Provincial air ambulance transports of injured patients were quality reviewed prospectively to determine utilization and appropriateness of care.
All trauma air ambulance transports over a 2-month span were reviewed prospectively. Revised Trauma Score, Injury Severity Score, probability of survival, prehospital time, distance of transport, procedures performed, and outcome were determined. Quality control questions were asked of the sending and receiving physicians.
The majority of air ambulance transports reviewed (N = 97) were indicated for mechanism and severity of injury. Economics and requirement for advanced medical care were indications in only 15%. Physicians tended to perform more advanced procedures, likely related to higher patient Injury Severity Score (23 vs. 15, p = NS). Four problems with air ambulance access were identified. The overtriage rate was 5%. Inappropriate patient care was documented in six (6%) cases; a physician was present for only one of these.
A low overtriage rate was documented, raising concerns that the undertriage rate may be too high. Injured patients air transported without physician accompaniment more often received inappropriate care, suggesting that physician accompaniment is beneficial.
To review and characterize 4 years of experience with suggested nontraumatic aortic emergencies (dissections/ruptures) transported by a new, provincially dedicated rotor-wing air medical program
Retrospective 4-year review of air medical program's mission records and review of related hospital records. Patients listed as suspected aortic emergencies (nontraumatic) in the air medical records were included. Mission records were reviewed for EMS diagnosis, blood pressures before and after transport, transport times, and mortality. Hospital records were reviewed for diagnosis, interventions/treatment, and mortality. Blood pressures below 80 mmHg systolic were considered hemodynamically unstable.
A cohort of 34 patients were identified, of whom 31 (91%) arrived at the hospital alive. Twenty-five patients (74%) arrived hemodynamically stable, with a mean out-of-hospital time of 60 minutes, and nine patients (26%) were hemodynamically unstable (mean out-of-hospital time was 54 minutes). No significant difference arose in times between these two groups (P = 0.16). Overall mortality was 53% (18). Differences in transport time between survivors and deaths was not statistically significant (P = 0.93). The diagnoses on admission to hospital: 14 (41%) were RAAA, five (15%) AAA no rupture, eight (24%) aortic dissections, and four (12%) had no aortic pathology. Seventeen patients (50%) received emergent surgical intervention. The EMS diagnosis was correct in 76% of cases.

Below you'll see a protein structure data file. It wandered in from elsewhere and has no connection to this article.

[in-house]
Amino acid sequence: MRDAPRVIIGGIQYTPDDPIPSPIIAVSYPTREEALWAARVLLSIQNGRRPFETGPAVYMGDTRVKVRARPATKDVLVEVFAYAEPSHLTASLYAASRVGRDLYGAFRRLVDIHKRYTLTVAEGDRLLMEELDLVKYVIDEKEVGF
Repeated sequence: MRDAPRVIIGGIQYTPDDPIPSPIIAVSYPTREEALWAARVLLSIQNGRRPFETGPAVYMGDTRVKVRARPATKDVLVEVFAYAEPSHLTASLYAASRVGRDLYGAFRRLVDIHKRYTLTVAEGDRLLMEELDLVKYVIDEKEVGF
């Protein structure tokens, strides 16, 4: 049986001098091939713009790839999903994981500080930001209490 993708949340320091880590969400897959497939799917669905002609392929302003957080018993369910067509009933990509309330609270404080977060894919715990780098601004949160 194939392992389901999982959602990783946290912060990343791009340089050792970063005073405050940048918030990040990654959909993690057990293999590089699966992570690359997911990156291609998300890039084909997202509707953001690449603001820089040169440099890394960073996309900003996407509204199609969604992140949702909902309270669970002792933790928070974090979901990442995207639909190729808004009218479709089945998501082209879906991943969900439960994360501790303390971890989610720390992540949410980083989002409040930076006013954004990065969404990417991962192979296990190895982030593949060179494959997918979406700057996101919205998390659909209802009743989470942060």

Our program transported 34 suspected aortic emergencies of which 17 were immediate surgical candidates on arrival. Aortic emergencies are not infrequent within our program. Specific policies and procedures based on continuing quality review should be in place to optimize the transport and care of these patients.
The aim of this study was to describe principal problems and to analyse transport times, stabilizing procedures, adverse events during transfer, outcome, effectiveness and the care of infants transferred by air from district general hospitals and maternity homes to a central hospital. Transfer times, equipment adverse events and clinical deterioration were recorded as they occurred. Data regarding clinical problems, diagnoses and outcome were collected retrospectively from hospital records. During the study period (1984-95) 275 infants (267 transports) were transferred by fixed-wing aircraft (233) or helicopter (34). Median time from request of transfer to arrival of the transport team (usually a neonatal nurse and a paediatrician) was 120 min, median stabilizing time 60 min. Ninety-six infants (35%) were intubated, 62 (22.5%) by the transport team. During 34 transports (12.7%), equipment-related adverse events occurred making six infants worse. Ten more infants deteriorated during transit. A significant correlation between birthweight and after-transfer temperature was recorded. After-transfer temperature for very low birthweight (
INTRODUCTION: An important factor determining survival after out-of-hospital cardiac arrest is how fast the ambulance personnel can reach the patient. MATERIALS AND METHODS: In a two-year period between 1996 and 1998, all ambulance calls to patients with out-of-hospital cardiac arrest in Oslo were evaluated. Of 1,026 cardiac arrests, 130 were excluded because of missing data. RESULTS: The median ambulance response interval was 7.2 min (5.7-9.0 as 25-75% percentiles). There was a tendency to shorter response intervals to the central parts of Oslo with medians between 3 and 4 min, while 14 more peripheral boroughs had median response intervals over 8 min. Of the 627 cases where the ambulance starting point was registered, 76% were from the only ambulance station in Oslo, located downtown. INTERPRETATION: In our opinion, the median ambulance response interval is unsatisfactory in large parts of Oslo, as a long response time gives a dramatically lower survival rate after cardiac arrest. A reorganisation and decentralization of the Oslo Emergency Medical Service System seems necessary.